12. So its been a while, but thought I'd update with another change that you're going to see more of round here. Fancying a bit more induction sound, I started looking for an better intake and @alias23 came up with the perfect solution. The aim was to get more induction roar and better throttle response, as long as power wasn't lot I was happy. Imran had some great results on the dyno, and I won't know if there is any power gain unless I do a back to back on the dyno, but so far the arse dyno is giving good results so I'm happy. @alias23 gives great instructions, but it's all very simple - I chose to adapt them slightly as I could see no point in removing the wheel - but you might have a different experience, and maybe the v6 is tighter or the clips are different, certainly the airbag looks about half the size and is without an additional hose wrapped in what looks like a binbag! The key reason for removing the wheel is to get to the clips that hold the top of the airbox in place - having removed the airbox to run cables I knew I could remove the lids with the wheel in situ so that’s what I did. The contents look like any other intake system: Me being me, I wanted to make sure any opportunity to make stuff shiny was not missed, so elected to polish the intake tube before fitting, you know just because. That and its easier to buff off grease without needing an IPA wipe down each time. The pipe went from this: To this as I was working out what method was going to work: To this, happy with the result so left it there: Procedure was the same as any other metal polishing exercise, rub down with 600 grit to remove casting marks, down to 800 grit. When happy the casting marks are gone, work through the grades of wire wool, Fine, Super Fine and then ultra fine. Polish with Peek/Autosol etc using ultrafine wirewool, then with a microfibre, wool mop then finally a sponge applicator pad to do the final polish and stop marring. Finish off with megs NXT for a bit of protection. The silicon hose that connects the filter to the tube is black, but has blue centre which you can see looking into the engine bay and would do the OCD no good at all - so I simply sharpied in the edge so it all matched, here it is half way to give you an idea. It took a few coats to get it properly black. Not needed at all but just wanted it to look 100% Assembled it looked like this: I won't repeat the instructions too much as Imran supplies a great set, but… Remove the engine covers, intake hose, vacuum lines etc then remove the top of the airbox. Remove the vacuum solenoid. Remove the MAF sensor. Remove the ducting to the airbox from the left hand side scoop, remove bolts from airbox and pull free. Its really easy on the 350 as there is no extra ducting that the v6 had. Reposition the vacuum solenoid on a suitable bracket, vacuum line from supercharger into the solenoid, then solenoid to exhaust. I don't actually need the solenoid as I have a valve less exhaust, so it redundant, but kept in place so an error isn't thrown. Extra to the instructions I removed the airbox mount bracket as it serves no purpose and kept it with the now removed airbox. Vacuum hose to exhaust was covered as it was red so looked odd. Then simply refit the intake, mount on the support arm, connect up the piping, refit the breather hose, fit the MAF and reconnect. I changed the clips to Mikalor all round because I didn't like the spring ones supplied as OEM, and they match those Imran supplies for the kit. Refit covers, then it looks like this: Exterior of the throttle body was polished, although not to a mirror shine Total install (excluding polishing), was under an hour, but I was familiar with removing the airbox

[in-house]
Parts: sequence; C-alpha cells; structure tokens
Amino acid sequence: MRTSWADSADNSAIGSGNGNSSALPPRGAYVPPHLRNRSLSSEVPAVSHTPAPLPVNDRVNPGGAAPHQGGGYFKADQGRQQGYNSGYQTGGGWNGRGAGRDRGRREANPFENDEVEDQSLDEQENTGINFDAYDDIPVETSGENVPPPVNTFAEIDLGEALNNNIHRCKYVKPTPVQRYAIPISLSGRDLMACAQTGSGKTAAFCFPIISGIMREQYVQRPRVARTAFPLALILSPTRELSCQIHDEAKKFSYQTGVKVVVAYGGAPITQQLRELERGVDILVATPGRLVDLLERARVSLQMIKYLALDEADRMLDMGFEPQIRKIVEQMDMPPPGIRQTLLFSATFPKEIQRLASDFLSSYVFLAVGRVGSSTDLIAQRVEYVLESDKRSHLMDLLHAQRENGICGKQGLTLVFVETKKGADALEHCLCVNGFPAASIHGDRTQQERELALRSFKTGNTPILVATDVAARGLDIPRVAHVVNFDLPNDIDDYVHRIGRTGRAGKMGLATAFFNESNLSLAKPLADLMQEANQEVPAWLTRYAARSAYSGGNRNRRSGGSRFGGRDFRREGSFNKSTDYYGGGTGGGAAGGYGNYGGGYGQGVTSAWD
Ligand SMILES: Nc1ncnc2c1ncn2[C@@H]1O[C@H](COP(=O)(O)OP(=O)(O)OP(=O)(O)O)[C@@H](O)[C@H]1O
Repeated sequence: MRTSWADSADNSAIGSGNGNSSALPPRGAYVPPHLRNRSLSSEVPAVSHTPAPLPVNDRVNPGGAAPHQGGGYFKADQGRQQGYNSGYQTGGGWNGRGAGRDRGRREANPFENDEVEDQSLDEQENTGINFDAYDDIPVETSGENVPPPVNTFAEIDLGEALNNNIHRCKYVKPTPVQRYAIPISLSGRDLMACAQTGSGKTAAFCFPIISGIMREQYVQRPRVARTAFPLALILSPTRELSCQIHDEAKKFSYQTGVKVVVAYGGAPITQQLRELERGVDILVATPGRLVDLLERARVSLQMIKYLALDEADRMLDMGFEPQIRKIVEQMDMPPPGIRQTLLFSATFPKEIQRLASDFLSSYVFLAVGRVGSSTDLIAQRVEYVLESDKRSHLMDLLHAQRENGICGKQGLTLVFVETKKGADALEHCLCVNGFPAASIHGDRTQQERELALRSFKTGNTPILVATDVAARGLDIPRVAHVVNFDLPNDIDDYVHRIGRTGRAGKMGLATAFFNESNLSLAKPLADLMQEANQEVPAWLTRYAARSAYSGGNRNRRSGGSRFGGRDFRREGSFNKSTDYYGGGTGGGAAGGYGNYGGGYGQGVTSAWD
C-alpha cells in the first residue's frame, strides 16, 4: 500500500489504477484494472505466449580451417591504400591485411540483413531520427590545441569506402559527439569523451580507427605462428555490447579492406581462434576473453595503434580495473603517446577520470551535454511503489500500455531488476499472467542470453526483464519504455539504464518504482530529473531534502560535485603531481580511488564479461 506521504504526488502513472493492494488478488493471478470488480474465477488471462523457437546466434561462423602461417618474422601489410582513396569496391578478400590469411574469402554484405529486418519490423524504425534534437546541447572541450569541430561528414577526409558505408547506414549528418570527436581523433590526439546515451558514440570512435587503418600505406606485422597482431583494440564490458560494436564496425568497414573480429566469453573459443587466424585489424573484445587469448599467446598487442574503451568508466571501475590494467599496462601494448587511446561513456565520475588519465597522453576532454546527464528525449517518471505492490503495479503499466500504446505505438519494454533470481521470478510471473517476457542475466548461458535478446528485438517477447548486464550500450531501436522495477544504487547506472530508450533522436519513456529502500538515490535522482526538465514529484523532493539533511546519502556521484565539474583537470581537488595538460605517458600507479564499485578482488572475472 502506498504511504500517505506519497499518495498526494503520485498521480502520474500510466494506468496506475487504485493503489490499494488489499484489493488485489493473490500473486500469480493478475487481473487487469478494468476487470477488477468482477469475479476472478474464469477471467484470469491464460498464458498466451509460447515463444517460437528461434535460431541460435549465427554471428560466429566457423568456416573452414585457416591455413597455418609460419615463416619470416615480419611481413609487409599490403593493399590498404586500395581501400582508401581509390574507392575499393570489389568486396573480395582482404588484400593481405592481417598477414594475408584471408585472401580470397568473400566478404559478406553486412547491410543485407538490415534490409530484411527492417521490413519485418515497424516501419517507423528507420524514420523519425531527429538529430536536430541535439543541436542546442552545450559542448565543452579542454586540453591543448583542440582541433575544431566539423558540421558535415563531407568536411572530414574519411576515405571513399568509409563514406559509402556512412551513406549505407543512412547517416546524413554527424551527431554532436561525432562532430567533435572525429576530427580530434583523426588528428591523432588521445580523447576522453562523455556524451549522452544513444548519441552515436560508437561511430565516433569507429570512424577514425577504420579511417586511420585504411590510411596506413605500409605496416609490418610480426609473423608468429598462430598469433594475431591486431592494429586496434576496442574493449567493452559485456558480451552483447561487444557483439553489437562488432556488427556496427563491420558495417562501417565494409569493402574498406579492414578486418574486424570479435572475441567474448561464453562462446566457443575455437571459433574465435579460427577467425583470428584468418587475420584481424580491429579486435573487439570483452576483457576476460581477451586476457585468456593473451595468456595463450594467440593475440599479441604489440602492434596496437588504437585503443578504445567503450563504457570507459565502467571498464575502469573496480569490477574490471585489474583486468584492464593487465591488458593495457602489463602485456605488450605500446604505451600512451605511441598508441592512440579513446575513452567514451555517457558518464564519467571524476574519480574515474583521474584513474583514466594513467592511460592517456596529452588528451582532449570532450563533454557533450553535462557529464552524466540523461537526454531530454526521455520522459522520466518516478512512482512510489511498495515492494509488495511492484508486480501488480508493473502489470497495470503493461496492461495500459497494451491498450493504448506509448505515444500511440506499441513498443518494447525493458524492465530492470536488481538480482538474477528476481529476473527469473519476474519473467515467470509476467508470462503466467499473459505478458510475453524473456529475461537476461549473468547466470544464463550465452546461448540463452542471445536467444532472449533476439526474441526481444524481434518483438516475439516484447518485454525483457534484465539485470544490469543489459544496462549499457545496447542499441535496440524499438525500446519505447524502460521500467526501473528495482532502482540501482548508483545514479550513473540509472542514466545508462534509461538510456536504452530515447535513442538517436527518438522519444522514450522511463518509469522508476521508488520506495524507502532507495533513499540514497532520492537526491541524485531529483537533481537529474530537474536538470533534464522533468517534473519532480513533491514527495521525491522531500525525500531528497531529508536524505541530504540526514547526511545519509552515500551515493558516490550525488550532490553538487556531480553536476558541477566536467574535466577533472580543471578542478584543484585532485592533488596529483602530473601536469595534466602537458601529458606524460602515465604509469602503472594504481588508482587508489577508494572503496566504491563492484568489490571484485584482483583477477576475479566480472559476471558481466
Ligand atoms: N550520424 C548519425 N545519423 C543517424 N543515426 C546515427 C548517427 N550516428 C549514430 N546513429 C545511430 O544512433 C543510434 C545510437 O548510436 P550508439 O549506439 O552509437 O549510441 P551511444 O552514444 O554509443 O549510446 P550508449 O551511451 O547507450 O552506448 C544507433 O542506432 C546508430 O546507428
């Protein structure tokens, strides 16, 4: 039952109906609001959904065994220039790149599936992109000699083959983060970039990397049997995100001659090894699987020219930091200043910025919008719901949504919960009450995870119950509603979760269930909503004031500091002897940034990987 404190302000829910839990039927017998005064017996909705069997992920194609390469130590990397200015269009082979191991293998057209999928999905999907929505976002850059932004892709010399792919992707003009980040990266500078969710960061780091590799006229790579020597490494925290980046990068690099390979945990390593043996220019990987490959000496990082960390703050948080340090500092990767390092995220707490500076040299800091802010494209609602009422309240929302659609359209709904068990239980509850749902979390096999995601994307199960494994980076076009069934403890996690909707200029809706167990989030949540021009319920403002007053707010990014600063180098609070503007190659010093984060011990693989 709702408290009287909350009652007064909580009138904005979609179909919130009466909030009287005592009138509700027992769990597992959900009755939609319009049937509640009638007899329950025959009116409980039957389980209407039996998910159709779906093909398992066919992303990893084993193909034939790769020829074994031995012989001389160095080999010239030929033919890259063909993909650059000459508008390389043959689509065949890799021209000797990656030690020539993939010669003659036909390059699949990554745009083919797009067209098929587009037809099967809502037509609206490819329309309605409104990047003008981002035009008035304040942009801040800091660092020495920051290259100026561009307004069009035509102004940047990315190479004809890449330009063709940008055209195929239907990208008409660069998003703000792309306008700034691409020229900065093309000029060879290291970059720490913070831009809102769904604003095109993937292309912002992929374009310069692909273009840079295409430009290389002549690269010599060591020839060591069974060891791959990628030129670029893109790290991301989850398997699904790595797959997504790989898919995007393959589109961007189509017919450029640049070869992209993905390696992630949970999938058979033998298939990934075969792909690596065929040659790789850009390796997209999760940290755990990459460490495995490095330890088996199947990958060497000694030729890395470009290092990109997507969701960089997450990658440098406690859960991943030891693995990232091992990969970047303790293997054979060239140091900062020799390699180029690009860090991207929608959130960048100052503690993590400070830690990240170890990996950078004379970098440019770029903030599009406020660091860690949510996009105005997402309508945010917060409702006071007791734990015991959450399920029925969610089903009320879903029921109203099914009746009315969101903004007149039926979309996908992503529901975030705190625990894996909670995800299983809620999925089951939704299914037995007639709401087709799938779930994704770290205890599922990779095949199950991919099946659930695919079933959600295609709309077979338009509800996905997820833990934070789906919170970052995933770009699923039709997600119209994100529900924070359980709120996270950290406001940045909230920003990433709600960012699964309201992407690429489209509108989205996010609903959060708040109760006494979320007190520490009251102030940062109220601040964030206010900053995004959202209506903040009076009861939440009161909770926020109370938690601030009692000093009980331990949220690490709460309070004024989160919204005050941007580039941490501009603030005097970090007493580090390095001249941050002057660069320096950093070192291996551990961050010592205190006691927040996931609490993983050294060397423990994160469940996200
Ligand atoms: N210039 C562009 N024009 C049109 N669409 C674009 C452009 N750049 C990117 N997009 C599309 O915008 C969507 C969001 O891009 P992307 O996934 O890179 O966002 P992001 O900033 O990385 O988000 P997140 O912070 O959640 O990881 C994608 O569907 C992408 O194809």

13. All in after polishing the intake tube so it looks all pretty, its all installed and looks like this: For those yet to fit, I made the following slight amendments: Cabletied MAF sensor to bracket as per OEM Removed airbag mounting bracket as its redundant and looks it Covered the exhaust vacuum line as its red and doesn't match Coloured in the end of the silicon hose so you don't see blue on the cross section I also DID NOT remove the wheel, as on the 350 you can remove the airbox without needing to. You can get to all clips on the 350 with long arms - with the engine bay covers removed its even easier! On the v6 the clips may be different. Also it may just be easier with the wheel off if you are not familiar with it. Changed to Mikalor clips on the throttle body hose - not needed, but look nicer Imrans instructions are 100% correct, but as with all things you can find some tweaks if they suit you! Also you need NO EXTRA PARTS, he supplied the lot so no need going out to look for other pieces. Got to say its a great product and @alias23has done a great job on this, he's certainly saved me a tons of time by doing the hard bits and making it work! Overall it has saved 2-3kg from the original OEM airbox too, not sure if that was mentioned.
  14. The link pipe with the sports cat from Komotec makes it not plug and play, due to Jim using vband connectors from link pipe to exhaust, and KT doing compression fit. But perfectly workable if you use a 2bular sports cat, or get the KT sports cat modified. Anyway, I have the valveless track exhaust, as I wanted a better but not louder sound. Significant weight saving too, and prefer it without valves but suspect that puts me in the minority